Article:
Woman with Altitude or, I am woman hear me draw

For years and years, I have kept a box of cards and letters that I have received from my friend Helen.  The cards began before the letters: birthdays, Christmas and just ‘cos exchanges, that morphed into longer letters when Helen got her first job in the country, 400kms from Adelaide.

They tell of a time where we were both testing our ideas, becoming adults with opinions, sharing jokes and quotes, extending and showing off our vocabularies, and of course revealing the inevitable love stories.  Here I’d found a friend that ‘got me’ and while I missed her not being in Adelaide, our friendship via correspondence was always a source of great joy and continues, albeit less frequently, until today.

One of the cards we exchanged (I can’t remember whether I gave it to her, or she to me or whether I’m making it up completely) was by Judy Horacek, Woman with Altitude.  Judy’s work was always appealing – it charted our conversations, the personal and the political.  It acknowledged the inequalities women faced, with sometimes a not-so-gentle, cheeky, raised middle finger to patriarchy.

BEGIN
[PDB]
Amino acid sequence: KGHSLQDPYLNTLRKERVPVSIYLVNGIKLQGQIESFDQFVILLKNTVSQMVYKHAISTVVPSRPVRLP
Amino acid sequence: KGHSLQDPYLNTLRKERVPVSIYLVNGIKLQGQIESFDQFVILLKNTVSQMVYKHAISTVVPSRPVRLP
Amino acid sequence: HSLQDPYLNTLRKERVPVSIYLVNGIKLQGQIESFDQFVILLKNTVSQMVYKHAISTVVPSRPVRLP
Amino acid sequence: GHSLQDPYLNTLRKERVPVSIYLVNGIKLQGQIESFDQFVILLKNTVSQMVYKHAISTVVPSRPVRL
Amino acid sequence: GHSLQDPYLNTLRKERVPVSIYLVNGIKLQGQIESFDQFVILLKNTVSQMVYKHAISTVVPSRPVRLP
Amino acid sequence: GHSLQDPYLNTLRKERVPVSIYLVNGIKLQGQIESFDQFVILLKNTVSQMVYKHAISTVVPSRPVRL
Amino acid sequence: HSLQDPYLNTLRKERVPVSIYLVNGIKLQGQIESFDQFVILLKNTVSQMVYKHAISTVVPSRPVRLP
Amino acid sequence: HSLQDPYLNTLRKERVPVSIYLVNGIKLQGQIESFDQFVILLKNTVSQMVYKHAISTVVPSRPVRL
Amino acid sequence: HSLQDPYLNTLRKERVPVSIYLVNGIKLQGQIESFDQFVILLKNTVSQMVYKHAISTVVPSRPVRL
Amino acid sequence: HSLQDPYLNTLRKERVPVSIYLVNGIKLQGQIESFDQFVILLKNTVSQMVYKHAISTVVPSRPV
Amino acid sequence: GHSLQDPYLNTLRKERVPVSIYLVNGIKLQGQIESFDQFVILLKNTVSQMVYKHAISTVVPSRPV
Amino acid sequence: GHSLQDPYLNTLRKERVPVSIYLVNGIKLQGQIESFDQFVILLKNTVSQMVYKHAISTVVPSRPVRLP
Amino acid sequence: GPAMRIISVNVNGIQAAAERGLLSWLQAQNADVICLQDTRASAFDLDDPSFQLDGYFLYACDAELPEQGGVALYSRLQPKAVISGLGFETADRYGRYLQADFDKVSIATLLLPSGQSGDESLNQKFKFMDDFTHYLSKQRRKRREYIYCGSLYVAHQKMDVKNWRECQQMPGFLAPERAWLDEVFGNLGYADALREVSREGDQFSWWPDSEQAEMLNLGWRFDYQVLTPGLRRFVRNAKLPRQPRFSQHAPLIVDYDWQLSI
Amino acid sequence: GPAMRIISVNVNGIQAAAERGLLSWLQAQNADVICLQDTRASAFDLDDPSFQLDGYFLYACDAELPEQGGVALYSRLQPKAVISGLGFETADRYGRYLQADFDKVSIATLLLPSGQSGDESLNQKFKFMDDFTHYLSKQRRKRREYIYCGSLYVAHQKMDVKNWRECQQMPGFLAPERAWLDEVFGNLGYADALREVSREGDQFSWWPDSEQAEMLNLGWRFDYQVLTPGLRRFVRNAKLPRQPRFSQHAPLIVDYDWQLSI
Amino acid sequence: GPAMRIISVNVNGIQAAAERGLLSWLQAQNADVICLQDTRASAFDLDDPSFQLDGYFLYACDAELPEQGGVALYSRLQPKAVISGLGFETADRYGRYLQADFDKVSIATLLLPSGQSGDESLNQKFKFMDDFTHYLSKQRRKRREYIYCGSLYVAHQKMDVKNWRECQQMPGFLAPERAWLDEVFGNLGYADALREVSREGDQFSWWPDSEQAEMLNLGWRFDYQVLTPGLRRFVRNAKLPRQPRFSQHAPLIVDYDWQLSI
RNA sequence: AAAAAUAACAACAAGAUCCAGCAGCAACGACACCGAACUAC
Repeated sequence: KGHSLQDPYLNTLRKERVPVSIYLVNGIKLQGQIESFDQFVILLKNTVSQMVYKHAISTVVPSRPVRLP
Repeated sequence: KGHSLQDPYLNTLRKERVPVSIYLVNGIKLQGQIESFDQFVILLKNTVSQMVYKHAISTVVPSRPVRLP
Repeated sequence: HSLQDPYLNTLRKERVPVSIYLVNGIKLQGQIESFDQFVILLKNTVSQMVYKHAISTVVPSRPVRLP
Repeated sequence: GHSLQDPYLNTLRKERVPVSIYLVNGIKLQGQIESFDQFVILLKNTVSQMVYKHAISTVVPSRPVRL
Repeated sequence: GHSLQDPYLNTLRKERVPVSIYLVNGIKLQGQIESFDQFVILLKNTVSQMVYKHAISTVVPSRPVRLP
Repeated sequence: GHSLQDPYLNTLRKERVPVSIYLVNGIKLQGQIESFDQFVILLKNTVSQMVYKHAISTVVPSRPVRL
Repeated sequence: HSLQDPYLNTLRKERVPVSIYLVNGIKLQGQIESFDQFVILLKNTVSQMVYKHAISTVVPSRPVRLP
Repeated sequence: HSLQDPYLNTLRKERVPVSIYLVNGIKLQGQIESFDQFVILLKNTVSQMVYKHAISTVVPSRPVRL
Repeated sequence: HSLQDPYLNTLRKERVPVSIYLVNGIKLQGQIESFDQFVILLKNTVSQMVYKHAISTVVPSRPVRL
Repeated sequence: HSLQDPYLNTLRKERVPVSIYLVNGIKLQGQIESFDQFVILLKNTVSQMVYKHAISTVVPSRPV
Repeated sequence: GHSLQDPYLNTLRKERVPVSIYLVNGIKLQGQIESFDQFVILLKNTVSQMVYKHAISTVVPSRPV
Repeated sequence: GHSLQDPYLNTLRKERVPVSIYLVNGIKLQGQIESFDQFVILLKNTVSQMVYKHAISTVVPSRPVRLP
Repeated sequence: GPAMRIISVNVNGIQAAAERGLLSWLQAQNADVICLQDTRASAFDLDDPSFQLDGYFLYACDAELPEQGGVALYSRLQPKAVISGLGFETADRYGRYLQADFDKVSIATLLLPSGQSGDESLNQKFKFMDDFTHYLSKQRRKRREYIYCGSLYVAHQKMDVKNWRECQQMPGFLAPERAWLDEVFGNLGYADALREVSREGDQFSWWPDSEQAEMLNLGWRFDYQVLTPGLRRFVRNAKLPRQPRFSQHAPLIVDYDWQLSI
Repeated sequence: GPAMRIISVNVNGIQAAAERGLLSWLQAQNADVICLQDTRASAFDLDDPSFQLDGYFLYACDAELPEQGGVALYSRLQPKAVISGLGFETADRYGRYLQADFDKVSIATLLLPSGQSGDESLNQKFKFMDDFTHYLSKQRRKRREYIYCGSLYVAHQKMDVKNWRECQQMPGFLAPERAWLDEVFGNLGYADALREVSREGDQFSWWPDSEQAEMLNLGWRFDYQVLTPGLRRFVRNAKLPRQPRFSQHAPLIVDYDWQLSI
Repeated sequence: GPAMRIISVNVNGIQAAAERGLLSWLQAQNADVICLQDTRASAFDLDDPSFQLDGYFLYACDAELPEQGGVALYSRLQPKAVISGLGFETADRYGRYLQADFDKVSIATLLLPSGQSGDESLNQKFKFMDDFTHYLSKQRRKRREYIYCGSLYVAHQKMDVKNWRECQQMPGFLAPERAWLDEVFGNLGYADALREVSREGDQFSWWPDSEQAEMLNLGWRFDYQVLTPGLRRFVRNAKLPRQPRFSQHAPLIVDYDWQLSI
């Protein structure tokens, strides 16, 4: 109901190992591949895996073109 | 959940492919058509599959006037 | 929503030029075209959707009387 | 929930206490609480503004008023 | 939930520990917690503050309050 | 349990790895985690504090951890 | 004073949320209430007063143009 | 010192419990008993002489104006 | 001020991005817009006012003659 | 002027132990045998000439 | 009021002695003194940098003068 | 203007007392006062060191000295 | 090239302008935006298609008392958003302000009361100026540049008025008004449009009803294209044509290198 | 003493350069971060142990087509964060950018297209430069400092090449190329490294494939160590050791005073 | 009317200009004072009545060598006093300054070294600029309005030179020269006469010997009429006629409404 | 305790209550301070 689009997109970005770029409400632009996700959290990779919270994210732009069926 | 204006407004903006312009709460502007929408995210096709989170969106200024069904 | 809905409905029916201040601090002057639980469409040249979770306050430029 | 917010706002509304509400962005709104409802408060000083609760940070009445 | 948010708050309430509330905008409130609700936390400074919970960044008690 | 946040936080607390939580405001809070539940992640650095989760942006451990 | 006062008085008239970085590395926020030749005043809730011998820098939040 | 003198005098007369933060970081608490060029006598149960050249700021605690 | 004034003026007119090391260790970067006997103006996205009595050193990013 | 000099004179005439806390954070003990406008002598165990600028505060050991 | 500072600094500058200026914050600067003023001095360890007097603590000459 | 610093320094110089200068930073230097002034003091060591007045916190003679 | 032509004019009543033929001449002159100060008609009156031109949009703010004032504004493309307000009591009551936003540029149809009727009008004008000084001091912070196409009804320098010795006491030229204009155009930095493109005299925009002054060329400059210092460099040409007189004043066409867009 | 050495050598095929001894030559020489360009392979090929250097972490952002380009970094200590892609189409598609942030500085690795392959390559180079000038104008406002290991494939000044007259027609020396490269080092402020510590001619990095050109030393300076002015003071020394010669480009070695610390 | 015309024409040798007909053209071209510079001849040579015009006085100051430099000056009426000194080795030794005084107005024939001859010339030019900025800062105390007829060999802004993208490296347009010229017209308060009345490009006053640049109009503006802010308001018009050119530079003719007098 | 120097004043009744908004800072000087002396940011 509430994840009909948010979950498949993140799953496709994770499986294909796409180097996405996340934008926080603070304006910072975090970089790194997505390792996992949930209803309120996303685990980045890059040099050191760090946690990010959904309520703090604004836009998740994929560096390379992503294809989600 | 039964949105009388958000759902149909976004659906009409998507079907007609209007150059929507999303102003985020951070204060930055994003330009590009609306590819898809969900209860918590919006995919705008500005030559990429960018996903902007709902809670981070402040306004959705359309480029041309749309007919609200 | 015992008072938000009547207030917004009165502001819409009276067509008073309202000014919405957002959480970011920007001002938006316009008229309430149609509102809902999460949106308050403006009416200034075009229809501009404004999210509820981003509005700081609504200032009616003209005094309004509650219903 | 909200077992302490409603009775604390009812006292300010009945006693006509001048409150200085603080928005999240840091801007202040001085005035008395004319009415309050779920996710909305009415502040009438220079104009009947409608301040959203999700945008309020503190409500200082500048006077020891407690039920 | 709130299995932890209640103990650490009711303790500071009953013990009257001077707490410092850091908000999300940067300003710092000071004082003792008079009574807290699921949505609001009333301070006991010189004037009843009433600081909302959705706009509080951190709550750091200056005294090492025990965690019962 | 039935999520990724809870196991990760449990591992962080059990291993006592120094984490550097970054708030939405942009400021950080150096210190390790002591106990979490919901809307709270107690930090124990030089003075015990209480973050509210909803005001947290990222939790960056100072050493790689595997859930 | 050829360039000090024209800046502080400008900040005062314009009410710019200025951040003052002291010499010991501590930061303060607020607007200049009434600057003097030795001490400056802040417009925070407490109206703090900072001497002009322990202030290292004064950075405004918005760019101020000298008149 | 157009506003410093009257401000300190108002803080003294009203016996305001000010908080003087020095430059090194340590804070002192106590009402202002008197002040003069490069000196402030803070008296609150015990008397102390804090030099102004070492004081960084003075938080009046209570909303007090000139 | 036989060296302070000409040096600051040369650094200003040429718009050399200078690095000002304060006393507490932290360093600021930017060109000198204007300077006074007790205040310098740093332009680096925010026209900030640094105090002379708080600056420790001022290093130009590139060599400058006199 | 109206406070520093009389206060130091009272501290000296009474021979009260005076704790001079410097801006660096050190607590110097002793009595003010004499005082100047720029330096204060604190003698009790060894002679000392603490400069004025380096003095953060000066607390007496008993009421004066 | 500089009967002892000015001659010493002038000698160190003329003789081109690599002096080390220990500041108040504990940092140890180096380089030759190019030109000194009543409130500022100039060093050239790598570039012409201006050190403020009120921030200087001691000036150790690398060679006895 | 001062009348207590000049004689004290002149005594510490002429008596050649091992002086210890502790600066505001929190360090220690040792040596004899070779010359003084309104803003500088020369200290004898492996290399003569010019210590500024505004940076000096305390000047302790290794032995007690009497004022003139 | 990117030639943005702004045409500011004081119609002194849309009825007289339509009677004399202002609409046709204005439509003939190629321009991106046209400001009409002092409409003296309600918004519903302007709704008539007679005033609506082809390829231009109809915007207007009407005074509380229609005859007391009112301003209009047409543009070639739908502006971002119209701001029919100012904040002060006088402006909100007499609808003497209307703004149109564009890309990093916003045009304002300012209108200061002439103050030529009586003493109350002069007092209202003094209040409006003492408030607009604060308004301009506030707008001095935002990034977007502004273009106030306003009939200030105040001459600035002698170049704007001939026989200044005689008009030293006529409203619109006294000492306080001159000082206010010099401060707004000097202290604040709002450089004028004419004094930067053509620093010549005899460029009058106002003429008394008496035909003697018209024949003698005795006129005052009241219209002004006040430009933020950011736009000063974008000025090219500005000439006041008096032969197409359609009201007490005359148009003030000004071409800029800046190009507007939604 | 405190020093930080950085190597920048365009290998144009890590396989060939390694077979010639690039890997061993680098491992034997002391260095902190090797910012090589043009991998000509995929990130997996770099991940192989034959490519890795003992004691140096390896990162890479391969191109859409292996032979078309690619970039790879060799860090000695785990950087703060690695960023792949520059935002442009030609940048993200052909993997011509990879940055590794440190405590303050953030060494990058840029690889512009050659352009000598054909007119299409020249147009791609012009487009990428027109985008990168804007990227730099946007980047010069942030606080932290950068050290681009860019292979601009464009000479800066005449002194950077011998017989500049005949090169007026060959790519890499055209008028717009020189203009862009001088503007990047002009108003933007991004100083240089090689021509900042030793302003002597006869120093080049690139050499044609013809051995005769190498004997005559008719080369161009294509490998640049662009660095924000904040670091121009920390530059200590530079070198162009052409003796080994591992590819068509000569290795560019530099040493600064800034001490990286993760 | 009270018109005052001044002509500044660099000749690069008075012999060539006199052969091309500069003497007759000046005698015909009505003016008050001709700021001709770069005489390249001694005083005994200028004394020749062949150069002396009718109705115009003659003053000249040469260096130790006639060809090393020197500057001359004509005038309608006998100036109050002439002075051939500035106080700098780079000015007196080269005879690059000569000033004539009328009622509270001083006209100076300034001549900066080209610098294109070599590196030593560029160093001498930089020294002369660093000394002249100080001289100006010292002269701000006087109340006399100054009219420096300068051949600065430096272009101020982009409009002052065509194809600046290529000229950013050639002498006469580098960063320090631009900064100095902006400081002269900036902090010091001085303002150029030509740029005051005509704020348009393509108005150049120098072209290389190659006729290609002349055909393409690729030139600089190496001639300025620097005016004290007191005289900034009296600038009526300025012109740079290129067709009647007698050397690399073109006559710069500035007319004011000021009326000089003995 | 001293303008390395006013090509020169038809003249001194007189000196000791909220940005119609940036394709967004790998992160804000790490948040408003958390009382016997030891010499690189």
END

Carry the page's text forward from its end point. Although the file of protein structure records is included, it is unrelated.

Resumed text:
In the intervening years Judy has also been skilfully creating art for children’s books and worked with Mem Fox (coincidentally Helen’s university lecturer, and mother of Chloë, whom I sat next to in Year 9) on her books Where is the Green Sheep, This and That and Ducks Away.

This history all came together one chilly day in 2017 when I decided to visit Judy Horacek’s exhibit in the Melbourne Rare Book Week.

One of the welcome additions to the week-long rare-book fest is the celebration of art in books. Mini exhibitions have been hosted by the Melbourne Athenaeum Library (worth a visit if you’ve never been there).

So it was a serendipitous moment when I pushed through the wooden framed, glass doors of the old reading room, and walked up to a spritely woman who greeted me enthusiastically,

“Hello, I’m Judy”

“THE Judy”

“Yes!”

So we had a writerly exchange and she did as all authorpreneurial authors should – encouraged me to buy her book, Random Life.  How could I resist with all that history, an autograph and a very poignant foreword by John Clarke? Actually I couldn’t and I bought a couple.

The exhibit was small, consisting of a few limited edition prints and two displays in glass cabinets, of books and ephemera, but I was on top of the world, so size didn’t matter.

Look out for the 2018 instalment of the free Melbourne Rare Book Week – one never knows who one will meet!

 

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